Giant Papillary Conjunctivitis

Giant papillary conjunctivitis (GPC) is a condition where the inner surface of the eyelid becomes irritated.

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In GPC, large bumps (papillae) appear on the underside of the eyelid.?

It is most commonly related to wearing contact lenses. GPC occurs both in patients who use soft and rigid gas-permeable contact lenses, though it occurs much more frequently in soft contact lens wearers. The condition can appear at any time, even after many years of wearing contact lenses with no problems.

Rarely, people who are not contact lens wearers can get GPC, such as people who wear artificial eyes or who have exposed sutures (stitches) in their eye.

What causes GPC?

GPC is thought to be caused by one or more of the following:

  • allergic reaction to a contact lens or to the chemicals used to clean contact lenses;
  • rubbing of contact lens against the eyelid;
  • deposits on the lenses.

If you wear contact lenses and have asthma, hay fever or other allergies, you may be more likely to get GPC.

What are the symptoms of GPC?

Normally, the underside of your eyelid is very smooth. In the early stages of GPC, this area of the eyelid becomes rough, red and swollen. Then bumps (called papillae) form and can grow larger than 1 millimeter (about the size of a pinhead) in diameter.

Symptoms include:

  • itching;
  • burning;
  • foreign body sensation;
  • increased mucus drainage;
  • redness;
  • blurred vision (due to mucus sticking to the contact lens);
  • swollen or droopy eyelids.

Some people with GPC also notice that their contact lenses tend to ride up on their eyes when they blink, as though the lenses were sticking to their eyelid.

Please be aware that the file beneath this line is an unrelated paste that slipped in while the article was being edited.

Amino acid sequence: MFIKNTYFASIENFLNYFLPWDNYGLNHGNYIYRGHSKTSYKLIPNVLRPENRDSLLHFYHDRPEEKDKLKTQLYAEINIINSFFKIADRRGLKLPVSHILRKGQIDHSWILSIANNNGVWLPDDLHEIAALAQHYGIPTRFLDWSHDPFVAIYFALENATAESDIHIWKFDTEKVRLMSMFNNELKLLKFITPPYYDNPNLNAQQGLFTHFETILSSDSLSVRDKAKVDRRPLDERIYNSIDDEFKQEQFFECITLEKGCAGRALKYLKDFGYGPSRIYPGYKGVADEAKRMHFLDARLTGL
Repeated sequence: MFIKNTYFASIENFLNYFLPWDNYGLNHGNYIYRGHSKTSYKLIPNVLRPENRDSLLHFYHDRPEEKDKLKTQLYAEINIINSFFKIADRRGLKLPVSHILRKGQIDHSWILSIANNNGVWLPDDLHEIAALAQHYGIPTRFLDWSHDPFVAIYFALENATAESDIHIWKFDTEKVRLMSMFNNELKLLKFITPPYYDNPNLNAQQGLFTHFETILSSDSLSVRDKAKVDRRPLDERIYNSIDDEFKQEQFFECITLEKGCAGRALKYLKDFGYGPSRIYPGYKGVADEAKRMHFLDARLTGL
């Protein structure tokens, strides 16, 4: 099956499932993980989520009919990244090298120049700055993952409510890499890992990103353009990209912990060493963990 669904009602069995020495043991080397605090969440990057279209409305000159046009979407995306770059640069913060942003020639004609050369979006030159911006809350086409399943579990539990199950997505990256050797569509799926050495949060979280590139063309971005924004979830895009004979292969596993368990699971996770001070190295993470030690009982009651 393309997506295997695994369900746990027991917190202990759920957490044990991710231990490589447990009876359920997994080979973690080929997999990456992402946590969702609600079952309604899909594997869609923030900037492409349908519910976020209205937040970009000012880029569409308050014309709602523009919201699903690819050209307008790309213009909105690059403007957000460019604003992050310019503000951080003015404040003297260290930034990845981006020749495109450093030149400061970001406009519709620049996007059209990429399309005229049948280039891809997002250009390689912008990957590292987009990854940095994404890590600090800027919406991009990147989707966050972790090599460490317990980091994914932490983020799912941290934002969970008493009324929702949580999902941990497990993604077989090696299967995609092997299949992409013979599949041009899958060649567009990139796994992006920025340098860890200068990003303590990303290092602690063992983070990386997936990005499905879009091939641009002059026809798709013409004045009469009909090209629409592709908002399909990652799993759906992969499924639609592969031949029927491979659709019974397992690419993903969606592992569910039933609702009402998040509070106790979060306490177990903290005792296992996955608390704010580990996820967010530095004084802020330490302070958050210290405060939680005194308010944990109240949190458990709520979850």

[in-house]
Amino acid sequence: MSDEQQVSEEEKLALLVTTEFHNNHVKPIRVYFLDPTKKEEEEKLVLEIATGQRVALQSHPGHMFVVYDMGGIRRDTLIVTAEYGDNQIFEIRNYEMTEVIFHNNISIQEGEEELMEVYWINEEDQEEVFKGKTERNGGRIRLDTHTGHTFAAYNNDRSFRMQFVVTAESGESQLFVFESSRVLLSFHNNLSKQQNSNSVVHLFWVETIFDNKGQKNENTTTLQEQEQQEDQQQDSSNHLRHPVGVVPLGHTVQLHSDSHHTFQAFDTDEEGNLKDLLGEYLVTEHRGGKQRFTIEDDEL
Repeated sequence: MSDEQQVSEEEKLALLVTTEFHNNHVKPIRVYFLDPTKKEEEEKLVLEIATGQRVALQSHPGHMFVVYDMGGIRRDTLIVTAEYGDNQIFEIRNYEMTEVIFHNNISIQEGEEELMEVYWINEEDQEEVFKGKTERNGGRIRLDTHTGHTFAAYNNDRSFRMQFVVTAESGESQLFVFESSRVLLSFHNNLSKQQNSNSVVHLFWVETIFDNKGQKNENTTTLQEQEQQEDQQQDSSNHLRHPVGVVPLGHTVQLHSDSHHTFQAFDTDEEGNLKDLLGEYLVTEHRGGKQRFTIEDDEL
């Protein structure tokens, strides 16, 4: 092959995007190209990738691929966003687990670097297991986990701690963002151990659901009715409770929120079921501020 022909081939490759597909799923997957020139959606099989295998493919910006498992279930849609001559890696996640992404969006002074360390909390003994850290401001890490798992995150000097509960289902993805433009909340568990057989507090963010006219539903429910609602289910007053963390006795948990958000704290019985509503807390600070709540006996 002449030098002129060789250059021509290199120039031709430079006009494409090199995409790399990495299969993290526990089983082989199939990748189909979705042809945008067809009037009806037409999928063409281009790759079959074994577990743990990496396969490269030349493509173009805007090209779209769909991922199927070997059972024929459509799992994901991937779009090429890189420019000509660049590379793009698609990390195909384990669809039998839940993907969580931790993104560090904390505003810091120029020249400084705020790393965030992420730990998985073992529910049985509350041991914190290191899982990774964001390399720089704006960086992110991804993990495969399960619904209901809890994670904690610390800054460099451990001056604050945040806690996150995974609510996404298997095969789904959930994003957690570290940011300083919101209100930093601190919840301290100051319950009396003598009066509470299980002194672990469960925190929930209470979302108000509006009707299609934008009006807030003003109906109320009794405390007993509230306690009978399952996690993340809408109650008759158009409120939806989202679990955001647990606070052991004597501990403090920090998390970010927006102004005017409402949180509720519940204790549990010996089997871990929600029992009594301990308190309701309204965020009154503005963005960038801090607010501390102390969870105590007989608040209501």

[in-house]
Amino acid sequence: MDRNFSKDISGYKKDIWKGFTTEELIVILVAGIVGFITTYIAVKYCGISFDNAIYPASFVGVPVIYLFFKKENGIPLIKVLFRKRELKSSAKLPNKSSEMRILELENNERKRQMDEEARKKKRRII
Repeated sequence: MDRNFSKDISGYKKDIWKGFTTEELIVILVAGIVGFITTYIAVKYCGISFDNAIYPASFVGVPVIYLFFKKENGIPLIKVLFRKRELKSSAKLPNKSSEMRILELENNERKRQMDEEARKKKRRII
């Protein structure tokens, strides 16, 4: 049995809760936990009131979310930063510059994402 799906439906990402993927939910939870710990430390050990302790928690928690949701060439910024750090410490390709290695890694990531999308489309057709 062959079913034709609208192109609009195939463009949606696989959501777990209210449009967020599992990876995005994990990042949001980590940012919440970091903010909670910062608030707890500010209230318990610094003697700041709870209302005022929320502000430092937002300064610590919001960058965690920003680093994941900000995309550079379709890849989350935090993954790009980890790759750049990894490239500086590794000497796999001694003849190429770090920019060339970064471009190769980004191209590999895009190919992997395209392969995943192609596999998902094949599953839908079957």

If it is not taken care of, GPC can damage eye tissue and the cornea (the clear front window of the eye) as the large bumps underneath the eyelid rub against the eye.

How is GPC treated?

GPC may be treated by:

  • stopping contact lens wear for several days or weeks or longer to let the irritation heal and disappear;
  • using eyedrop medicine to reduce swelling and itchiness;
  • changing the type of contact lenses you wear;
  • cleaning your contact lenses more frequently with enzymes;
  • not using preserved lens solutions, and switching to unpreserved salt solutions;
  • limiting the amount of time you wear your lenses each day.

GPC can be an ongoing problem. If you notice symptoms of GP C returning, you should see your ophthalmologist (Eye M.D.) immediately. If GPC keeps coming back, your ophthalmologist may suggest that you not wear contact lenses at all.

Your ophthalmologist will work with you to find the best way to treat GPC.